STAGE Everybody’s Talking About Jamie
Yorkshire is becoming quite the place for new British musicals. Now comes the best of the lot. A musical for a new generation and a show that will go to the West End and run and run: Everybody’s Talking About Jamie.
I was surely not alone in feeling relief that I could stand up for the richly deserved ovation, purely for something physical to do other than being on the verge of or in the full flood of tears; the state I found myself for the final half hour of this show.
Perhaps it’s the current climate where a daily diet of hate is being spread around the globe, but a story about people accepting, embracing and simply allowing difference felt like such a positive antidote.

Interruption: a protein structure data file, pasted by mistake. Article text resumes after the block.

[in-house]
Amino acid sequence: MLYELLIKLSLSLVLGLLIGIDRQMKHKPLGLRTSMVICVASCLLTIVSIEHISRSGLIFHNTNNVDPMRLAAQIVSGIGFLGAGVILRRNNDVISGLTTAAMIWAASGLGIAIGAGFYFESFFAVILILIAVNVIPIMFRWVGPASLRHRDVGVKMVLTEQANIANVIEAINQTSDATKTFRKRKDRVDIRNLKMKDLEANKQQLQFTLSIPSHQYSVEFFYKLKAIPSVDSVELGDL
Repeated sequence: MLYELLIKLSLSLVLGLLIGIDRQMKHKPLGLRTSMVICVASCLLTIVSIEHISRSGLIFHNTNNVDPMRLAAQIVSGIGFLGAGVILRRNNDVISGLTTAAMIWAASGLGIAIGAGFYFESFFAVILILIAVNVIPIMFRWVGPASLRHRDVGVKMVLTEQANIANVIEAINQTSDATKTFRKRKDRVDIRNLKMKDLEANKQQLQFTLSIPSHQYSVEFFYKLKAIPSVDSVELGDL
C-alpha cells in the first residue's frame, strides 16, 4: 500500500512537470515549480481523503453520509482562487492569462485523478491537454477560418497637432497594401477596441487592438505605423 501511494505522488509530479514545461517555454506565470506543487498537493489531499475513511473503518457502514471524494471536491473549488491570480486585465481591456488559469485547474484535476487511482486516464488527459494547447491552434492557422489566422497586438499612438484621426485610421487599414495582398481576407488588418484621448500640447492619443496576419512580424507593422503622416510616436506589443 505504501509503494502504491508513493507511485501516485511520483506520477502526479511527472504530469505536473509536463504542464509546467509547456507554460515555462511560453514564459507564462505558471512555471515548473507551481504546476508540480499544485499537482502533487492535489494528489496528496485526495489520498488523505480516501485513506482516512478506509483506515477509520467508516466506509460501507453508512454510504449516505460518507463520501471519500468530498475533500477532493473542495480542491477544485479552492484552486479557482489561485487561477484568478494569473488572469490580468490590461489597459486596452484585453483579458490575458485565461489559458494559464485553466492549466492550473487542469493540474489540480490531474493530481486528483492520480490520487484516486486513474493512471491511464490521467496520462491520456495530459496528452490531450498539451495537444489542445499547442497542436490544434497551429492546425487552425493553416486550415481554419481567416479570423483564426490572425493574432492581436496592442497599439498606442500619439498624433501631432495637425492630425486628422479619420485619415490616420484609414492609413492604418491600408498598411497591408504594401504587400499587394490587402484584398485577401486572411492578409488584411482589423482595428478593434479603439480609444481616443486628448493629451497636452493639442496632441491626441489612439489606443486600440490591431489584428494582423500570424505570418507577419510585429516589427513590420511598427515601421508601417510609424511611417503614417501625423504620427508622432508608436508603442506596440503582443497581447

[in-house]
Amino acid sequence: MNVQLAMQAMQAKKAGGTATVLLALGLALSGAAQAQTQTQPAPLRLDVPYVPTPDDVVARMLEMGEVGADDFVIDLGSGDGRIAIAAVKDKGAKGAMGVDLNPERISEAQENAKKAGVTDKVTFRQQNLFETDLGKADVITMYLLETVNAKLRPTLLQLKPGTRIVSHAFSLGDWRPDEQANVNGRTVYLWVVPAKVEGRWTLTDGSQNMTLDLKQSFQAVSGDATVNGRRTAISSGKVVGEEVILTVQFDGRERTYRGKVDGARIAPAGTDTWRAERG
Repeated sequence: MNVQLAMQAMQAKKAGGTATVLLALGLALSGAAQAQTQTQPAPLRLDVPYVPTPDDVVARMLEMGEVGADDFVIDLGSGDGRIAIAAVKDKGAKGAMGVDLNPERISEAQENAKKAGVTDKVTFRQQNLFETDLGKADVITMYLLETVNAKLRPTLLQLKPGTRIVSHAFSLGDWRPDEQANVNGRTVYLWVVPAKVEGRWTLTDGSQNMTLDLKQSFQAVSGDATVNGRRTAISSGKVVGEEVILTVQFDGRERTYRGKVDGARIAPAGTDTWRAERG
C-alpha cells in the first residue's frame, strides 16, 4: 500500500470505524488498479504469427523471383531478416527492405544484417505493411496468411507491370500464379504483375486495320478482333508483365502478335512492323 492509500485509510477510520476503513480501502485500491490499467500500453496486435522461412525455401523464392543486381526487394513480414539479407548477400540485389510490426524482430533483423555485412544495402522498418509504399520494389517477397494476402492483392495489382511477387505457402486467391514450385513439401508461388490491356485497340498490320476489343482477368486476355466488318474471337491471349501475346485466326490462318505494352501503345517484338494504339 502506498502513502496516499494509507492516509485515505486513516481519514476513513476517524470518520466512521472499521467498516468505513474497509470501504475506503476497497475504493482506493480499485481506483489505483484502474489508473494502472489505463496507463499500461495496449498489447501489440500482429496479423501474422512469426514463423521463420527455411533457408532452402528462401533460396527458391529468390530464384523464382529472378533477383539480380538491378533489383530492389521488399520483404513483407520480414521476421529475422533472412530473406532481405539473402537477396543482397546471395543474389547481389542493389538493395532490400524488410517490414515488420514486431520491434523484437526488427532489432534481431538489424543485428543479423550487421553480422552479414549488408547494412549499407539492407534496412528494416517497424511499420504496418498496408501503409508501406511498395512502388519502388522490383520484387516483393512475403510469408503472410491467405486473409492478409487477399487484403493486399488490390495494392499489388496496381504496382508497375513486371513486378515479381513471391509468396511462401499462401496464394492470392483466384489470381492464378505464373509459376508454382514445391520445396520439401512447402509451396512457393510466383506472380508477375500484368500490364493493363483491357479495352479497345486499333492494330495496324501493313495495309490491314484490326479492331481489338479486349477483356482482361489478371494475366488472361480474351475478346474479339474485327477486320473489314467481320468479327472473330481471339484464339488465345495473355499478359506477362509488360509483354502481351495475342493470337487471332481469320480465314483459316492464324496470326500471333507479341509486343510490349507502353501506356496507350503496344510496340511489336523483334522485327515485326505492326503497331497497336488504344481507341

Based on the true story of Jamie Campbell, the musical tells the story of a teenage boy who wants to go to his prom in a dress, to unleash his true inner self, his inner self being a boy who wants to wear a dress.
It feels at times like a musical plundering the very best of Grease and Blood Brothers (and it cheekily borrows a refrain from Chicago – yes, at the top of Act 2 it does open up like Cell Block Tango) but in doing so has created something new, fresh and dazzling. Teenagers looking for acceptance is a story that’s been told by people as varied as James Dean to Sue Townsend but it has surely not been put to such infectious music before thanks to Dan Gillespie Sells, who provides the tunes for the story written by Tom MacRae.
As the eponymous hero, willowy John McCrae is born to the role. As
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